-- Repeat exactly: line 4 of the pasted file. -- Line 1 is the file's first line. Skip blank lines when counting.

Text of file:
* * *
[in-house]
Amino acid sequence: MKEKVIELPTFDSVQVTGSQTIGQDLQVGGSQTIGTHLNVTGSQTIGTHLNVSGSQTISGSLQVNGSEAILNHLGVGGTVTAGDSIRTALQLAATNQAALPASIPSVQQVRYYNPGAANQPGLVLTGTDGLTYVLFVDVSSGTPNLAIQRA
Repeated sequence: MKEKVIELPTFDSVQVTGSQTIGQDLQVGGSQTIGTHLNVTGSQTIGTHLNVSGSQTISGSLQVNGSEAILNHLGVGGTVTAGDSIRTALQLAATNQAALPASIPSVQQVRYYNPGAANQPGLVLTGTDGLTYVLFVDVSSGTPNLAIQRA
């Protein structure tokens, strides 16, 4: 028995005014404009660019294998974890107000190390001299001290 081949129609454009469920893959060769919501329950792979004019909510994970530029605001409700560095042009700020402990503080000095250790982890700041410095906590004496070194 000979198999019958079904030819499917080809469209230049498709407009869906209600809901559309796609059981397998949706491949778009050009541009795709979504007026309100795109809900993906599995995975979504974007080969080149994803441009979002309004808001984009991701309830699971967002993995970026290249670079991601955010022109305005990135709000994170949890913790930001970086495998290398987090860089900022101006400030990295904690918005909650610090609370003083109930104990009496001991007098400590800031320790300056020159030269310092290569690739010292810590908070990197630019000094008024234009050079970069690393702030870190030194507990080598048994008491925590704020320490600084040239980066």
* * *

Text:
């Protein structure tokens, strides 16, 4: 028995005014404009660019294998974890107000190390001299001290 081949129609454009469920893959060769919501329950792979004019909510994970530029605001409700560095042009700020402990503080000095250790982890700041410095906590004496070194 000979198999019958079904030819499917080809469209230049498709407009869906209600809901559309796609059981397998949706491949778009050009541009795709979504007026309100795109809900993906599995995975979504974007080969080149994803441009979002309004808001984009991701309830699971967002993995970026290249670079991601955010022109305005990135709000994170949890913790930001970086495998290398987090860089900022101006400030990295904690918005909650610090609370003083109930104990009496001991007098400590800031320790300056020159030269310092290569690739010292810590908070990197630019000094008024234009050079970069690393702030870190030194507990080598048994008491925590704020320490600084040239980066």